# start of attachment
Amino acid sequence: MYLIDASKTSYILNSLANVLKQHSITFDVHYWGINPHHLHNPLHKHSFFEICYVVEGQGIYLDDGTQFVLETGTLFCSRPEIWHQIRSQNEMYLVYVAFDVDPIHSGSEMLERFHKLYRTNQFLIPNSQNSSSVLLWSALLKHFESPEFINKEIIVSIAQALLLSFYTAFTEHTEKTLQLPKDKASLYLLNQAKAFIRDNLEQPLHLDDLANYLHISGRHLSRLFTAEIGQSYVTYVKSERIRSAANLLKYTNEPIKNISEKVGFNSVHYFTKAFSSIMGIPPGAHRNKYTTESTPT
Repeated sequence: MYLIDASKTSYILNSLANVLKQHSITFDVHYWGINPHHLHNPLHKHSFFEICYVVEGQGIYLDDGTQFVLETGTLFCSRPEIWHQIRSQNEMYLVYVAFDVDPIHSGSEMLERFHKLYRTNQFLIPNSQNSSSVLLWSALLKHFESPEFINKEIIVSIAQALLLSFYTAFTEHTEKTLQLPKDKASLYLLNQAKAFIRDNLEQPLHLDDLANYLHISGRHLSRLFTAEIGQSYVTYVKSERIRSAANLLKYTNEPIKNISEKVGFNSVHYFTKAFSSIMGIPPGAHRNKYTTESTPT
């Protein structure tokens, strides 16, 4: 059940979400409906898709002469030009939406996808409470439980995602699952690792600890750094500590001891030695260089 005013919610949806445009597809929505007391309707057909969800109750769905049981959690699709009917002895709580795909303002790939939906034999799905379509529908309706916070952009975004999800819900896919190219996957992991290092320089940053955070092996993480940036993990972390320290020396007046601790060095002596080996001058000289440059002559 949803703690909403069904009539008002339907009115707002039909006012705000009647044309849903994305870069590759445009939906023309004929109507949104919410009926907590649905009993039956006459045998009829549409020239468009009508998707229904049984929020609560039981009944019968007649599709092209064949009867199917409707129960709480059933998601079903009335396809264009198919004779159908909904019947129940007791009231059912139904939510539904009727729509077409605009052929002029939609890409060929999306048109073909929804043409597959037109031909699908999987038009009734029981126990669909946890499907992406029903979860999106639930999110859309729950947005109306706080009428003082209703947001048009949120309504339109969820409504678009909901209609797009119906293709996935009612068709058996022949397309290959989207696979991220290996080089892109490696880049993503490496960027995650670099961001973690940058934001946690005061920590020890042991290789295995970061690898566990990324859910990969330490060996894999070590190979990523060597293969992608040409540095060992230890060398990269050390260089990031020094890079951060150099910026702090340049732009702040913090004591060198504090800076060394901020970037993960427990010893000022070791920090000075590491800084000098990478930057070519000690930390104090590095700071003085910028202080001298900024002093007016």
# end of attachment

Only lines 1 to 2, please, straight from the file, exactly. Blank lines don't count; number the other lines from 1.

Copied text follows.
Amino acid sequence: MYLIDASKTSYILNSLANVLKQHSITFDVHYWGINPHHLHNPLHKHSFFEICYVVEGQGIYLDDGTQFVLETGTLFCSRPEIWHQIRSQNEMYLVYVAFDVDPIHSGSEMLERFHKLYRTNQFLIPNSQNSSSVLLWSALLKHFESPEFINKEIIVSIAQALLLSFYTAFTEHTEKTLQLPKDKASLYLLNQAKAFIRDNLEQPLHLDDLANYLHISGRHLSRLFTAEIGQSYVTYVKSERIRSAANLLKYTNEPIKNISEKVGFNSVHYFTKAFSSIMGIPPGAHRNKYTTESTPT
Repeated sequence: MYLIDASKTSYILNSLANVLKQHSITFDVHYWGINPHHLHNPLHKHSFFEICYVVEGQGIYLDDGTQFVLETGTLFCSRPEIWHQIRSQNEMYLVYVAFDVDPIHSGSEMLERFHKLYRTNQFLIPNSQNSSSVLLWSALLKHFESPEFINKEIIVSIAQALLLSFYTAFTEHTEKTLQLPKDKASLYLLNQAKAFIRDNLEQPLHLDDLANYLHISGRHLSRLFTAEIGQSYVTYVKSERIRSAANLLKYTNEPIKNISEKVGFNSVHYFTKAFSSIMGIPPGAHRNKYTTESTPT